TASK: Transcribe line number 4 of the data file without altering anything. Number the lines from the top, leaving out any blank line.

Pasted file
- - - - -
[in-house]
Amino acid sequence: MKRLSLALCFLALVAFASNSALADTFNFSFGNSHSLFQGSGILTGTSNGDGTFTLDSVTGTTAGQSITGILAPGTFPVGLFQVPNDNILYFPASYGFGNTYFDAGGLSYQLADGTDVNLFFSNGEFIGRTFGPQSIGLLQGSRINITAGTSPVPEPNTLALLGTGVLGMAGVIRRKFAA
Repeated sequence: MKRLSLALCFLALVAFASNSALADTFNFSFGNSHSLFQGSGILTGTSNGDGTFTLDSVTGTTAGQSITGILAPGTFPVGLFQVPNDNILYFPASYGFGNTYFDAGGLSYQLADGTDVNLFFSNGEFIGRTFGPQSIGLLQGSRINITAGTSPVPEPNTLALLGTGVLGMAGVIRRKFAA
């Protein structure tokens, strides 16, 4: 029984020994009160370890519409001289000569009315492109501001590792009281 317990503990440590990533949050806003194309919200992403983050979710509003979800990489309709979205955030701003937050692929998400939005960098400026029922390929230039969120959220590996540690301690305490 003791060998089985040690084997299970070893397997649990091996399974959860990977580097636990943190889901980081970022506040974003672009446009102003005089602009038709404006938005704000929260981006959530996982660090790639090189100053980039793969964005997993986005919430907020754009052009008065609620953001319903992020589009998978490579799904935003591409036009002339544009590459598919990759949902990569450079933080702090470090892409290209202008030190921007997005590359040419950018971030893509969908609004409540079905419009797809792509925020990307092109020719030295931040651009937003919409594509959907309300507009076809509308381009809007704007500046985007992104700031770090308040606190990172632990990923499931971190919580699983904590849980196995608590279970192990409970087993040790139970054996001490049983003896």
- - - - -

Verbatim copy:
């Protein structure tokens, strides 16, 4: 029984020994009160370890519409001289000569009315492109501001590792009281 317990503990440590990533949050806003194309919200992403983050979710509003979800990489309709979205955030701003937050692929998400939005960098400026029922390929230039969120959220590996540690301690305490 003791060998089985040690084997299970070893397997649990091996399974959860990977580097636990943190889901980081970022506040974003672009446009102003005089602009038709404006938005704000929260981006959530996982660090790639090189100053980039793969964005997993986005919430907020754009052009008065609620953001319903992020589009998978490579799904935003591409036009002339544009590459598919990759949902990569450079933080702090470090892409290209202008030190921007997005590359040419950018971030893509969908609004409540079905419009797809792509925020990307092109020719030295931040651009937003919409594509959907309300507009076809509308381009809007704007500046985007992104700031770090308040606190990172632990990923499931971190919580699983904590849980196995608590279970192990409970087993040790139970054996001490049983003896």